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Beschreibung des Verlags
The poems in Sylvia Plath's Ariel, including many of her best-known such as 'Lady Lazarus', 'Daddy', 'Edge' and 'Paralytic', were all written between the publication in 1960 of Plath's first book, The Colossus, and her death in 1963.
'If the poems are despairing, vengeful and destructive, they are at the same time tender, open to things, and also unusually clever, sardonic, hardminded . . . They are works of great artistic purity and, despite all the nihilism, great generosity . . . the book is a major literary event.' A. Alvarez in the Observer
This beautifully designed edition forms part of a series with five other cherished poets, including Wendy Cope, Don Paterson, Philip Larkin, Simon Armitage and Alice Oswald.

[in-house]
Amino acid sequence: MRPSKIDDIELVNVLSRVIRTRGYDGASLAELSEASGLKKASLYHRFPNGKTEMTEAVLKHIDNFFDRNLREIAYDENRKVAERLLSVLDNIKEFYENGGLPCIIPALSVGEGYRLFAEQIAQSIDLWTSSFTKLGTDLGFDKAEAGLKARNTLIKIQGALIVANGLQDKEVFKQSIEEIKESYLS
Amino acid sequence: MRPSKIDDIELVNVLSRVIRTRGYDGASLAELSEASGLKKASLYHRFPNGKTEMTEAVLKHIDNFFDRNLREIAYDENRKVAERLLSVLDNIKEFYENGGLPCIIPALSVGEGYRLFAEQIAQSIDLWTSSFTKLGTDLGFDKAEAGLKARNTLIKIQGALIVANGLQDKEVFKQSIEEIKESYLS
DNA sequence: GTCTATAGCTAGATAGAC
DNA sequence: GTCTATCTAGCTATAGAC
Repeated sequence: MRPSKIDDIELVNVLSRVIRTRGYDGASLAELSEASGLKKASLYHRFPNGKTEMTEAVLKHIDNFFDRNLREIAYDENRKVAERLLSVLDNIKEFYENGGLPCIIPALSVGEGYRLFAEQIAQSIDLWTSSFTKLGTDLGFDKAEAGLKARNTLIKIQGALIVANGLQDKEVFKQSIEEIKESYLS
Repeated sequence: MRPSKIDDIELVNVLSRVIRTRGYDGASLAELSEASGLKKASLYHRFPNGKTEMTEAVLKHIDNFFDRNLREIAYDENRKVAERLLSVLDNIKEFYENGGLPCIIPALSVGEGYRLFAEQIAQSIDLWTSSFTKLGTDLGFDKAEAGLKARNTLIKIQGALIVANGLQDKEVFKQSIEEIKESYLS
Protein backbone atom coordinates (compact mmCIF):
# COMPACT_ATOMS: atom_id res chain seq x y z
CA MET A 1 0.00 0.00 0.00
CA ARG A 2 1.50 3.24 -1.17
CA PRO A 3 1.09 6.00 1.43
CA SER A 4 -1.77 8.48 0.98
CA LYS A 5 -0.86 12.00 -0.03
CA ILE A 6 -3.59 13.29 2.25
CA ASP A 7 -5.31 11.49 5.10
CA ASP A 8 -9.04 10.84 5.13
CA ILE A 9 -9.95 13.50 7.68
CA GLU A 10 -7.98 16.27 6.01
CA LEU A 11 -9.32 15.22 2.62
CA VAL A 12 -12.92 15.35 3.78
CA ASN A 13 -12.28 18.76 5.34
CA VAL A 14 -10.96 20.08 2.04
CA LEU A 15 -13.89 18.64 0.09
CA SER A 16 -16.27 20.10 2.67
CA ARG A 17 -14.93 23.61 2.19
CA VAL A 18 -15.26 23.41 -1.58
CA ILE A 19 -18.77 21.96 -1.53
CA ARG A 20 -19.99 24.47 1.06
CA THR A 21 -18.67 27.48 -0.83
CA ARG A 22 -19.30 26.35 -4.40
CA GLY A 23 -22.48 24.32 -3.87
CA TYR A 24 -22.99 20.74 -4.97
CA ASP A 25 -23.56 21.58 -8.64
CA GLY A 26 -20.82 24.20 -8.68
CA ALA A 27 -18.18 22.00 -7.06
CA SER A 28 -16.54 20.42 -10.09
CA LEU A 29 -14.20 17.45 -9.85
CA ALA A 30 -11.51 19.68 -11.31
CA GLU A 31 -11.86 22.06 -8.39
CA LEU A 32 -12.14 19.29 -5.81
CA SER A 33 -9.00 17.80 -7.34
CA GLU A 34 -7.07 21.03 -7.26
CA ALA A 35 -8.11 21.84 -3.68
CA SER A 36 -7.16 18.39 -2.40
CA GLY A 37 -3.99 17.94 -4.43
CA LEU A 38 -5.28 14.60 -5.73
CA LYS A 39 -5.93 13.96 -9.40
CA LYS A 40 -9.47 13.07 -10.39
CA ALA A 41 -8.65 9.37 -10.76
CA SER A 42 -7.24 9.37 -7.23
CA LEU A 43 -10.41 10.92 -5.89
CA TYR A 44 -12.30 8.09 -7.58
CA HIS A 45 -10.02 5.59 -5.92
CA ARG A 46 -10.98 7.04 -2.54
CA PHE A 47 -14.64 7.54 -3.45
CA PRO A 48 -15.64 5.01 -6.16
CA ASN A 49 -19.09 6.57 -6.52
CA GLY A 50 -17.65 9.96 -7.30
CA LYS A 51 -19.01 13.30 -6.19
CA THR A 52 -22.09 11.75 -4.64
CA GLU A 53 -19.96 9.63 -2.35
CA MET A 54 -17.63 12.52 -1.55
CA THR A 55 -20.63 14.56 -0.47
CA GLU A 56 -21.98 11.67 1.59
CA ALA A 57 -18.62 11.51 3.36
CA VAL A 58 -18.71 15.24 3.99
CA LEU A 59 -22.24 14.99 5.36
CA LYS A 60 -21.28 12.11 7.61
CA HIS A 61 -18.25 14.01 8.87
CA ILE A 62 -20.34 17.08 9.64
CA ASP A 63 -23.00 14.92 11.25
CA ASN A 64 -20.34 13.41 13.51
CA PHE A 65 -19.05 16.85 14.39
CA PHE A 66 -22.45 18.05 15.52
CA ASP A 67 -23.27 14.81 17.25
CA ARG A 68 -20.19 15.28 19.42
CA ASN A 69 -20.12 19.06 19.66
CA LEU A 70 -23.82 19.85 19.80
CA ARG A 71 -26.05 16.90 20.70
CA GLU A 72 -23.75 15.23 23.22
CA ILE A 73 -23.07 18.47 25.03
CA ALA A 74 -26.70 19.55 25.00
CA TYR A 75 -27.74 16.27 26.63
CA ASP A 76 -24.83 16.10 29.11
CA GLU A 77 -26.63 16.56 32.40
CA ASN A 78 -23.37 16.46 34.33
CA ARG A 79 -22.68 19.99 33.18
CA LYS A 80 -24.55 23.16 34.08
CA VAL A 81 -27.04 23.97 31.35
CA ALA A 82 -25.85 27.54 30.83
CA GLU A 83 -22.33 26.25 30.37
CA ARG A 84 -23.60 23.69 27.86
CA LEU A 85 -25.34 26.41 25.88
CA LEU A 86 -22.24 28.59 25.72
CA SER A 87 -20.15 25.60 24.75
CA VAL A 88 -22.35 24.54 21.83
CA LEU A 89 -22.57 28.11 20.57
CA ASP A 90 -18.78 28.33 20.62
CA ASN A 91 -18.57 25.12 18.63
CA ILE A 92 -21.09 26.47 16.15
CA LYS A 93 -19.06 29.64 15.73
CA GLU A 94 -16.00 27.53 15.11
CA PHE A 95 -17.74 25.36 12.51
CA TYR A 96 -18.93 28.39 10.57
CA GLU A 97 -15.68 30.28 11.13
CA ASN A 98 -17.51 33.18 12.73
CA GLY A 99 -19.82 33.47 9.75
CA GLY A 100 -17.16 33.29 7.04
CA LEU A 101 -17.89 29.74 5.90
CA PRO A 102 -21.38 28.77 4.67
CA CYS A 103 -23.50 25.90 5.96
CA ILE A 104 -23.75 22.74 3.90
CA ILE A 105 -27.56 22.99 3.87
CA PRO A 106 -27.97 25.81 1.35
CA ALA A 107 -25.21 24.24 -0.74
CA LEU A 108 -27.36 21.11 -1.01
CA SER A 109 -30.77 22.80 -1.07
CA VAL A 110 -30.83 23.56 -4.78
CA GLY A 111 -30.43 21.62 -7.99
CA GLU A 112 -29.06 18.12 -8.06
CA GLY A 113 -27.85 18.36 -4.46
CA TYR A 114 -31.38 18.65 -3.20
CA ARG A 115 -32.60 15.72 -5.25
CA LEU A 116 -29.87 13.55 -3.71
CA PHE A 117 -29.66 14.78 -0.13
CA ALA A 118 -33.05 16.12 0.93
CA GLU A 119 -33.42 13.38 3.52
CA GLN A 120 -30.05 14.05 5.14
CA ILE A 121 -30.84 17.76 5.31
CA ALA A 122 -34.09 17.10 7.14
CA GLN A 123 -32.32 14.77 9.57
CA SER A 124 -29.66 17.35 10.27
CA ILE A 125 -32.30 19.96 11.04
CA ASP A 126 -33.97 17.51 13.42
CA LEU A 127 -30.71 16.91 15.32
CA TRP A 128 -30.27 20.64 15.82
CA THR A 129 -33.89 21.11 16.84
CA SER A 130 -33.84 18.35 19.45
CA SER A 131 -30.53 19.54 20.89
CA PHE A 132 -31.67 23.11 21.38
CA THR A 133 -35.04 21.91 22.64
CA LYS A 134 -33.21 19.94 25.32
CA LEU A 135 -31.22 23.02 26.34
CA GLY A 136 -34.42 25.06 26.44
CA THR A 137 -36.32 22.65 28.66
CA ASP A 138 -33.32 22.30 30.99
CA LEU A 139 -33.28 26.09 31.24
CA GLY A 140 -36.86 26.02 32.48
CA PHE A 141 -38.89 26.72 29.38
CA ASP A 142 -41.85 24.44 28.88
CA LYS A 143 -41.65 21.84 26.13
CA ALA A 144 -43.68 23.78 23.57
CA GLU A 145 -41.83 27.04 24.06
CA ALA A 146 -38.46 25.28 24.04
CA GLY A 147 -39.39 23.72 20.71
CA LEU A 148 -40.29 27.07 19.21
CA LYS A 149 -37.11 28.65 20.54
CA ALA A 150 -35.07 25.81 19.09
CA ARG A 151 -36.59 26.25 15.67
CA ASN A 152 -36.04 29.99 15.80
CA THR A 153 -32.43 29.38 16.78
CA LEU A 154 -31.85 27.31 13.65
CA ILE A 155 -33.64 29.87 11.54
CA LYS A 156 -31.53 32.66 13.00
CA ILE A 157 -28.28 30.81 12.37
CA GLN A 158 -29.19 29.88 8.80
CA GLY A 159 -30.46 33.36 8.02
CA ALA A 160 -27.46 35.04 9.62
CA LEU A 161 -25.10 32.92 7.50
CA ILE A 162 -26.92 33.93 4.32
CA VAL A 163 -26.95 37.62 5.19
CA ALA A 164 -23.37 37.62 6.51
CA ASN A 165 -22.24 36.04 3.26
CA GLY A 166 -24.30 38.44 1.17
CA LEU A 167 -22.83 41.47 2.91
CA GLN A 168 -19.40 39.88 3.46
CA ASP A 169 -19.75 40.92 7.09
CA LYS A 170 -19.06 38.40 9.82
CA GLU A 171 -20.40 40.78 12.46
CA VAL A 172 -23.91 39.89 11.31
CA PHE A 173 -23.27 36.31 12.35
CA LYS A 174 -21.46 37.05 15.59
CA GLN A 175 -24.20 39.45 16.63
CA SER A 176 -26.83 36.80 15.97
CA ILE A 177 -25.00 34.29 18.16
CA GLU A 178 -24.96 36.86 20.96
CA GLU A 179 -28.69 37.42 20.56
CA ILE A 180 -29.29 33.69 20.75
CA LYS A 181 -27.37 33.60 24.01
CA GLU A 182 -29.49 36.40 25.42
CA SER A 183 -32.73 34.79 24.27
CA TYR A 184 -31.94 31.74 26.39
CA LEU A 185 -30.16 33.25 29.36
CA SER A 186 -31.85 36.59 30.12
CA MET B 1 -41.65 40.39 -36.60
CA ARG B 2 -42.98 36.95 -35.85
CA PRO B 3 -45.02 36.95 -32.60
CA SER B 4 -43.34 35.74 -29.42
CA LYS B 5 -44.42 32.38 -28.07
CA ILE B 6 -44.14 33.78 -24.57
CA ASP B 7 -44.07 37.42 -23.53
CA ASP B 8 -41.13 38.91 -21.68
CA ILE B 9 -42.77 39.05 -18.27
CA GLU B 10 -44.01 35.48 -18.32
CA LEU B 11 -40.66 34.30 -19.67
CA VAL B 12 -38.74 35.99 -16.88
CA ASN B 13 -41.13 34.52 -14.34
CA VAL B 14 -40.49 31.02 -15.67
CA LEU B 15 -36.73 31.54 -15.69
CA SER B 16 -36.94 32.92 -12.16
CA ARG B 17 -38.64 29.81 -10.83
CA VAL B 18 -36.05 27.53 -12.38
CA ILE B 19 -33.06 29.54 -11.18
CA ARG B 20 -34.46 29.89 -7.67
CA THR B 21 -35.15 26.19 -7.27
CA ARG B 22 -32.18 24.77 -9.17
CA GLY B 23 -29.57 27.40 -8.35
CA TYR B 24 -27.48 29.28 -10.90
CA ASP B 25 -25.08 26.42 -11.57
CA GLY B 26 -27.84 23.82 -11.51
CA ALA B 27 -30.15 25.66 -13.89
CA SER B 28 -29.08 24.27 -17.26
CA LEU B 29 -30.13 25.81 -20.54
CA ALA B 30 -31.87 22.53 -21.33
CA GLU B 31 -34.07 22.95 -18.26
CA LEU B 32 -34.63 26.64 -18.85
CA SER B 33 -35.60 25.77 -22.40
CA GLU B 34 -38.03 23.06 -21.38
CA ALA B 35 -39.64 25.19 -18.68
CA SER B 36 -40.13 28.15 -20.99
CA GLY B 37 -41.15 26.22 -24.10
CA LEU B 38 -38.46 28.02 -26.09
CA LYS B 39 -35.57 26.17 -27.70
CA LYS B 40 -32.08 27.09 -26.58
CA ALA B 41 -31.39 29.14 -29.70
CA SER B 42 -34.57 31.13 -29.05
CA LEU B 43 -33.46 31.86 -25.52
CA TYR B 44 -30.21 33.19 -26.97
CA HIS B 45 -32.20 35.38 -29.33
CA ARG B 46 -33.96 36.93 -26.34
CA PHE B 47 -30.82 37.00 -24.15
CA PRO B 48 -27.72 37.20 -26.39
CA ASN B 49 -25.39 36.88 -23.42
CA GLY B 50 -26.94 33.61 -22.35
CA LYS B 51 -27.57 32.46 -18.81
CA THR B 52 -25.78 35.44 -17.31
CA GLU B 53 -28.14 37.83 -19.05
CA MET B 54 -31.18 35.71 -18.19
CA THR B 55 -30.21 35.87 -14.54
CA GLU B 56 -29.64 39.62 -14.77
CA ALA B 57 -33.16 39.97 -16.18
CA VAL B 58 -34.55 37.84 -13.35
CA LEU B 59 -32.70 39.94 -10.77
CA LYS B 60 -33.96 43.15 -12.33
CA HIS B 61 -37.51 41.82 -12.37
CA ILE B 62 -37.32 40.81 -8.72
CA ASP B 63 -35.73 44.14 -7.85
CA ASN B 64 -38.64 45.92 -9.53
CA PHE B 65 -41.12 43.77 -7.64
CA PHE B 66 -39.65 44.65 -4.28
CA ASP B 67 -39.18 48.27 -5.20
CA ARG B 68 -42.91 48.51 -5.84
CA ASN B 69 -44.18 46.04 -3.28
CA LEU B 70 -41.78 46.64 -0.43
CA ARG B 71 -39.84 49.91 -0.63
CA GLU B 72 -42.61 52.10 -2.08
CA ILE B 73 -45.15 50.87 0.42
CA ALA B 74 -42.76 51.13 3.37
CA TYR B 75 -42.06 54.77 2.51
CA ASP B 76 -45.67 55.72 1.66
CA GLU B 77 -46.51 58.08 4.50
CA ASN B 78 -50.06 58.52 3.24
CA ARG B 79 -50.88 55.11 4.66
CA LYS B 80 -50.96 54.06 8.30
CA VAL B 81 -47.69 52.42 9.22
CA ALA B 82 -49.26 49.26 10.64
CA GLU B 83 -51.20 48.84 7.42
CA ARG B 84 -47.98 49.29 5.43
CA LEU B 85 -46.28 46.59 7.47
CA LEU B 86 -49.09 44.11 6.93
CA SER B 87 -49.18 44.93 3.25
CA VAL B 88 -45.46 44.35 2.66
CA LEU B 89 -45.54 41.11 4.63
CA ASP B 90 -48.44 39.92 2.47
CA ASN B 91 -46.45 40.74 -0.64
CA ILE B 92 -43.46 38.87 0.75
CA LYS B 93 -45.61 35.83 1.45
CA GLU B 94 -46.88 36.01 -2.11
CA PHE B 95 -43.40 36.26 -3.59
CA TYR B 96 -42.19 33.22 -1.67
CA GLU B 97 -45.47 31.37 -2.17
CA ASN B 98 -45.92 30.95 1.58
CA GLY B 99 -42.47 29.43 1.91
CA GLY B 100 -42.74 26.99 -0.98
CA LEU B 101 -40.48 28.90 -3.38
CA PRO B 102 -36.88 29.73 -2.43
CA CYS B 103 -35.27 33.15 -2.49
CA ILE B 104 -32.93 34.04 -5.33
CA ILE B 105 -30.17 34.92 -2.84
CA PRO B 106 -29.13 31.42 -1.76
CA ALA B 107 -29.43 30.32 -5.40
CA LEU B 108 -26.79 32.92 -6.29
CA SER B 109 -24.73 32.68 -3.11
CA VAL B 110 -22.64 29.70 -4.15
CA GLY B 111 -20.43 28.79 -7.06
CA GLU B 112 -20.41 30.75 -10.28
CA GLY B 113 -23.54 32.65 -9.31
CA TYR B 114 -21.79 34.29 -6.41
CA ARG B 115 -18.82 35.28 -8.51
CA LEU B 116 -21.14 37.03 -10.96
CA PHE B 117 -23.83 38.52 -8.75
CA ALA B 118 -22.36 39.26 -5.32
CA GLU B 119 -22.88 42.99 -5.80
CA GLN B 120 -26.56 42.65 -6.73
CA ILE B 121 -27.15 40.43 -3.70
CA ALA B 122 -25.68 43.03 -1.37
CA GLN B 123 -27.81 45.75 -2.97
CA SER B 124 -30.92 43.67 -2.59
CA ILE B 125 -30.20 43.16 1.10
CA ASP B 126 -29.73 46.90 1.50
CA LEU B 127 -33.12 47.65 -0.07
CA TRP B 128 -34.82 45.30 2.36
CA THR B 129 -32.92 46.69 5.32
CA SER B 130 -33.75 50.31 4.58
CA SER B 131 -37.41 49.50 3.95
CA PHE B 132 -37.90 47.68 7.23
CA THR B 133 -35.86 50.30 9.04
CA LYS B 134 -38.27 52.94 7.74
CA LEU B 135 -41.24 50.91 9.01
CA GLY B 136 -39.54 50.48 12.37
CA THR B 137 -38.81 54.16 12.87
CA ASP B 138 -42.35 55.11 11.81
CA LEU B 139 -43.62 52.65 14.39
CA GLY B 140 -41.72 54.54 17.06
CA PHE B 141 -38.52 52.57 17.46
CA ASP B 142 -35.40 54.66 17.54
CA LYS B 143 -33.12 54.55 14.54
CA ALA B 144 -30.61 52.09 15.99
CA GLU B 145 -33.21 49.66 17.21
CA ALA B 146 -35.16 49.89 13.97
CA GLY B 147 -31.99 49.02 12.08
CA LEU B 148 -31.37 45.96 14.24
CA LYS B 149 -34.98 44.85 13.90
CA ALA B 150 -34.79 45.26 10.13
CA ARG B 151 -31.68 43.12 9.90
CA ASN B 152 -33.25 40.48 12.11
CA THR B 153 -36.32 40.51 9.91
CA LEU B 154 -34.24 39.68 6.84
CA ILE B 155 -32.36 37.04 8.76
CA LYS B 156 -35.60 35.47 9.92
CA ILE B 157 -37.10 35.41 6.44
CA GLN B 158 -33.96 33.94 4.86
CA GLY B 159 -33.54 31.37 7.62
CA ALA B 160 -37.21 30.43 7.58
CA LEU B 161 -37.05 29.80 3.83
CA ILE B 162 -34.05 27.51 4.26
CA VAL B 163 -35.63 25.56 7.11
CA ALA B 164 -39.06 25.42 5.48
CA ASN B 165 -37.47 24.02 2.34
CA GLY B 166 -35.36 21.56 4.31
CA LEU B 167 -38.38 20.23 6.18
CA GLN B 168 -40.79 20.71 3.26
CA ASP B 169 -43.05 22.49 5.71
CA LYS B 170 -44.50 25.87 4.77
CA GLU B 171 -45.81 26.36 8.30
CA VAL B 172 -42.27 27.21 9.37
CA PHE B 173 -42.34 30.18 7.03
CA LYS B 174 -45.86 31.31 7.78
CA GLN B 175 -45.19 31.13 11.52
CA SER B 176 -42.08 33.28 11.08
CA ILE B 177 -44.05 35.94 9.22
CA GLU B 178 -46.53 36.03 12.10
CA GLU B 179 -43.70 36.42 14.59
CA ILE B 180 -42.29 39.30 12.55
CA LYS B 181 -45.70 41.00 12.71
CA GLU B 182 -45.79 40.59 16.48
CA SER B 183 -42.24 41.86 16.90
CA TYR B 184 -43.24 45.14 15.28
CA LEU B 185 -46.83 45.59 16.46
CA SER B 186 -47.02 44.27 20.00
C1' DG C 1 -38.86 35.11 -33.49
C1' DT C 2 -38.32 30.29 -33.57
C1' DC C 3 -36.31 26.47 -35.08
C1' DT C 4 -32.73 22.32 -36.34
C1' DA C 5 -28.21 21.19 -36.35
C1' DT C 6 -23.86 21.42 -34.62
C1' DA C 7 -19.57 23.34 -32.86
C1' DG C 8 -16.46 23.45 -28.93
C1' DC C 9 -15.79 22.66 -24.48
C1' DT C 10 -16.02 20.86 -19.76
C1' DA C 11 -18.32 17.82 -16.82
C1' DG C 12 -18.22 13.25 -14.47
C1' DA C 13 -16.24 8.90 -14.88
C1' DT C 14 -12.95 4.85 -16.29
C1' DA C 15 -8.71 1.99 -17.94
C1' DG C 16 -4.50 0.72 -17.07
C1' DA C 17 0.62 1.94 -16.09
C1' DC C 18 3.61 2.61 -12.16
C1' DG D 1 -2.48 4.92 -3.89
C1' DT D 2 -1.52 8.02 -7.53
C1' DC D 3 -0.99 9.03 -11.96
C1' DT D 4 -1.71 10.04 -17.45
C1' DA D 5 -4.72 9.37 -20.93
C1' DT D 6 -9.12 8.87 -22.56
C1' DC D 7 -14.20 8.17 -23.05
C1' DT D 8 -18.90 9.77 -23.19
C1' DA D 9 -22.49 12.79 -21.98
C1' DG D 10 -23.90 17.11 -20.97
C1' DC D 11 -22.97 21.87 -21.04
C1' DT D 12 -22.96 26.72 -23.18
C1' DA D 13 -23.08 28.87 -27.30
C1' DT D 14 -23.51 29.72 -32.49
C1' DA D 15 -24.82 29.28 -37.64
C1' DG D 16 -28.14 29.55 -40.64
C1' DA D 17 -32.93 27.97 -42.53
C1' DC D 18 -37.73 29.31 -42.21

Along with withholding (or allegedly destroying) one of Plath's journals after her death in 1963, Plath's husband, the late English poet laureate Ted Hughes, brought out a version of her second and final book of poems, Ariel, that differed from the manuscript she left on her desk. That edition--for which Hughes dropped 12 poems, added 12 composed a few months later, shifted the poems' ordering and included an introduction by Robert Lowell--has become a classic. The present edition restores the 12 missing poems, drops the 12 added ones, and prints the manuscript in Plath's own order, followed by a facsimile of the typescript Plath left, along with a foreword by Plath and Hughes's daughter Frieda Hughes (Wooroloo), several hand- and typewritten drafts of the book's title poem and notes by David Semanki. The original manuscript's contents have been widely known since Hughes published them in the 1981 Collected Poems, but there is an undeniable thrill to reading Plath's book as she left it--the lacerating "The Rabbit Catcher," left out of the Ted Hughes edition, comes third here, with its rhyme of "force" with "gorse," the flowers of which "had an efficiency, a great beauty,/ And were extravagant, like torture." As to whether this version is a better book, only time will tell. For now, despite Frieda Hughes's repeated references to her father's respect for Plath's work, tally another shot in the Plath wars.